A Look at High Yield Bond and Equity Valuations

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There has been talk in the media recently about high yield being overvalued at current levels. However, we feel that historical metrics indicate that we are nowhere near a point of overvaluation; rather, there is still value to be had in this market.

Looking at high yield bond spreads versus comparable maturity Treasuries is a primary way the “value” of the high yield market can be assessed. The chart below indicates a current spread to worst level of 513bps.1

Average Spread of the Credit Suisse High Yield Index

This data goes back to 1/31/86, so nearly thirty years to the beginning of the high yield market, and over that time the average spread to worst level is 579bps. This average level includes some points of massive spread widening during three periods (1990/1991, 2001/2002, and 2008/2009), which undoubtedly skew that number up, but even so, current spread levels don’t look historically tight relative to that 579bps average. The historical median spread to worst over this period is 520bps, so just about where current levels are.

To put this in a bit of perspective, at 513bps, historical spread levels have been below this level 49% of the time and have gotten as low as 271bps. 34% of the time, spread to worst levels have been below 450bps.2

J.P. Morgan looks at valuations in another way, as not only the spread to worst, but the premium to the 10-year Treasury, as pictured below.3

Again, this metric clearly indicates that current high yield investors are getting a strong premium for holding high yield bonds relative to what they have historically received. So it certainly seems to us that we are around reasonable historical valuation levels for the high yield bond market and have room for further spread compression.

While we are on the subject of valuations, we think the real concern should lie with equity valuations. As the P/E chart below indicates, if we look back to the inception of the S&P 500 Index as we know it today, we are seeing a fairly wide disparity of a current S&P 500 PE valuation of 20.58 versus a median of 17.42.4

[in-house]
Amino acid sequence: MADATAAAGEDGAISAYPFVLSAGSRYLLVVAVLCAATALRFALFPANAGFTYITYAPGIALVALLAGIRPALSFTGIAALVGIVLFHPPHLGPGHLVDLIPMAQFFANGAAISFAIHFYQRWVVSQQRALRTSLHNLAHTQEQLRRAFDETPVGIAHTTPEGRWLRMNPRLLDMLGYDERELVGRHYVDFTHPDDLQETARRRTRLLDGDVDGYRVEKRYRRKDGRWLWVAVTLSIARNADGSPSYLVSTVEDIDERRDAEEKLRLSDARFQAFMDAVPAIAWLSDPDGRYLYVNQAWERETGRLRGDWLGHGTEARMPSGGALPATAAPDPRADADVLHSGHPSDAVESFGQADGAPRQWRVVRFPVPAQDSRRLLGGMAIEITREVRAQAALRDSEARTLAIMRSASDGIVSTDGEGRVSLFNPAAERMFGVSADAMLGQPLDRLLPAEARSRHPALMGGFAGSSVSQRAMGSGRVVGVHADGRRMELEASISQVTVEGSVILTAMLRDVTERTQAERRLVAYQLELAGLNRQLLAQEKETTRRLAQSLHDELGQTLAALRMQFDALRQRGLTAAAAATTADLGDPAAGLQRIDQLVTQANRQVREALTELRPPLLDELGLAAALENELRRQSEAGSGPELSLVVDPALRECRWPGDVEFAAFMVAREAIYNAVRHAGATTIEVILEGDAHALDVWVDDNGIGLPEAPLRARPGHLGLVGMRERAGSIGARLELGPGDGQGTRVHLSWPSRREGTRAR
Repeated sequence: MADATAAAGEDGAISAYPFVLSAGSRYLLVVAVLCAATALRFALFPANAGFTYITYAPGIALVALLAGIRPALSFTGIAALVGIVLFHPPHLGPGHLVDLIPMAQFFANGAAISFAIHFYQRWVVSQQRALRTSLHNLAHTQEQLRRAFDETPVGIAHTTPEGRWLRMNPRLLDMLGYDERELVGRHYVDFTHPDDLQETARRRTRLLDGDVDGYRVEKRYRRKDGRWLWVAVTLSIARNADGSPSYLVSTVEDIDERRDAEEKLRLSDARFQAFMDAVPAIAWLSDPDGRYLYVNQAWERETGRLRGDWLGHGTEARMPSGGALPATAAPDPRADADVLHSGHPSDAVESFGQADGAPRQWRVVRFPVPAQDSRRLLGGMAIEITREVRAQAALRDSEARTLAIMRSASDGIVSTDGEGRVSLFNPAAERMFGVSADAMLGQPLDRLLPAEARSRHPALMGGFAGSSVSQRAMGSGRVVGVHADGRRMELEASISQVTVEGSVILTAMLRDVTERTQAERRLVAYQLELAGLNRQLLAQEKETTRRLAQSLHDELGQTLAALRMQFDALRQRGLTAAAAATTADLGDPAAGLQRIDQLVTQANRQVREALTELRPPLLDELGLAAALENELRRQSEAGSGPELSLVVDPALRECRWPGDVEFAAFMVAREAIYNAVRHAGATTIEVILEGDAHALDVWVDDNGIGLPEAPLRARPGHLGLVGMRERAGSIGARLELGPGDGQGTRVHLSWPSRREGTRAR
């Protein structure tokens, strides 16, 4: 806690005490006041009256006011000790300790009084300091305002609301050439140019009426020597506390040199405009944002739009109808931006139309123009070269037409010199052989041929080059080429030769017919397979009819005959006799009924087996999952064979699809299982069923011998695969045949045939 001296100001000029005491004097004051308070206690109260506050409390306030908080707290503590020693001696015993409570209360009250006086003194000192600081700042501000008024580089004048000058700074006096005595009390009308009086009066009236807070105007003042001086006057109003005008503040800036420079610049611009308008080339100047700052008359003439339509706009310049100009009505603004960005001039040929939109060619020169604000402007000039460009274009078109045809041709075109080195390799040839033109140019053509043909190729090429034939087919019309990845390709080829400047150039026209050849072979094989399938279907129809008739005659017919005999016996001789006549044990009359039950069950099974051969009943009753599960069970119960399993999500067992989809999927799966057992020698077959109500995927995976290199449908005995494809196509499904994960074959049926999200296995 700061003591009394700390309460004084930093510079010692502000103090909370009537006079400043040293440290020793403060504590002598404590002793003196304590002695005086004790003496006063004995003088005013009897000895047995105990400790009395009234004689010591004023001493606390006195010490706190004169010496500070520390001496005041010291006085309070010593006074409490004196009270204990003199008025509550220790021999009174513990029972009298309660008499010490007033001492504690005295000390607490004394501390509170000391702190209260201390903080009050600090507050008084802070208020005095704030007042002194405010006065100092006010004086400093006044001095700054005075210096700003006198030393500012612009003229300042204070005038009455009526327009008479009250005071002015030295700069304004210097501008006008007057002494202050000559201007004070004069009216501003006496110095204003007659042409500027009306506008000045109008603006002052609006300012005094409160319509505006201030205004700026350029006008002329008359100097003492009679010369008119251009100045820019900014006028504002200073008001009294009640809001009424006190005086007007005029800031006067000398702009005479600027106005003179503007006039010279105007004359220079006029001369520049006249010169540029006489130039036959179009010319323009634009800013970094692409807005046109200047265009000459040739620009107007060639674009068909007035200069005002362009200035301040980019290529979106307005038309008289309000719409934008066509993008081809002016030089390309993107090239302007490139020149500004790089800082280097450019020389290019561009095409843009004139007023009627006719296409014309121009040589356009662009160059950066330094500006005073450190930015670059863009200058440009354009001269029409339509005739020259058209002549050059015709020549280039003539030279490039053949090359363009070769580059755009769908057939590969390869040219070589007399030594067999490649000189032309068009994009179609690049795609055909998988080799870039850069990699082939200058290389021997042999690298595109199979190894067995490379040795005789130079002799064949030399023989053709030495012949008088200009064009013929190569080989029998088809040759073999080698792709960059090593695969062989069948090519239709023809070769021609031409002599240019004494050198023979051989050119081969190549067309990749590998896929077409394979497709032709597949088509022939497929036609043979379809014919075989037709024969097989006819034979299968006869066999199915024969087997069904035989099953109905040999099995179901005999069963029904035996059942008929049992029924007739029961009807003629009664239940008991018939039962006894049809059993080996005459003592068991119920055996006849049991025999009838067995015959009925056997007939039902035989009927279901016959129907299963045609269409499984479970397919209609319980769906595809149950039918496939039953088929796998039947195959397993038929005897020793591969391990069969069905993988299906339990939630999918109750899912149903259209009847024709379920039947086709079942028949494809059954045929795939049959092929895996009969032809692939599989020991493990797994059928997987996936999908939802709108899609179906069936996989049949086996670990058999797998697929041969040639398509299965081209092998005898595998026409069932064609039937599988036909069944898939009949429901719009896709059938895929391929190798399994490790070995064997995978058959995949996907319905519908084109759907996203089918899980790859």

This disparity is even wider if we go back over 100 years to look at valuations of the index predecessors. Here, we see historical P/E median levels have been around 14.65 versus the current level near 20.6.5

So not only are we seeing signs of stretched valuations in equities, while we would argue high yield bonds are right around historical levels in terms of spread valuations, we have pointed out on numerous occasions that high yield bonds have historically performed better than equities on a risk adjusted basis (return/risk with risk measured as the annualized standard deviation of returns) and relatively similar returns on a pure return basis over 25 years.6

We continue to believe that high yield bonds have offered compelling historical risk adjusted returns for investors and do continue offer value for investors today, especially in actively managed portfolios where managers can focus on the bonds offering the most value relative to risk in today’s market.

1 Blau, Jonathan, James Esposito, and Amit Jain, “Leveraged Finance Strategy Monthly,” Credit Suisse Fixed Income Research, May 5, 2015, p. 4.

2 Further spread breakdown and median based on the Credit Suisse High Yield Index for the period 1/31/1986 to 4/30/15.

3 Acciavatti, Peter, Tony Linares, Nelson Jantzen, CFA, Rahul Sharma, and Chuanxin Li. “Credit Strategy Weekly Update.” J.P. Morgan, North American Credit Research, May 1, 2015, p. 41.

4 Data sourced from wwww.multpl.com, “S&P 500 PE Ratio” covering the period 4/1/1957-5/5/2015. Current PE is estimated from latest reported earnings and current market price.

5 Data sourced from wwww.multpl.com, “S&P 500 PE Ratio” covering the period 1/1/1900-5/5/2015. Current PE is estimated from latest reported earnings and current market price.

6 Credit Suisse High Yield Index data from Credit Suisse. S&P 500 numbers based on total returns. Calculations based on monthly returns and standard deviation is calculated by annualizing monthly returns. Return/risk is based on annualized total return/annualized standard deviation.

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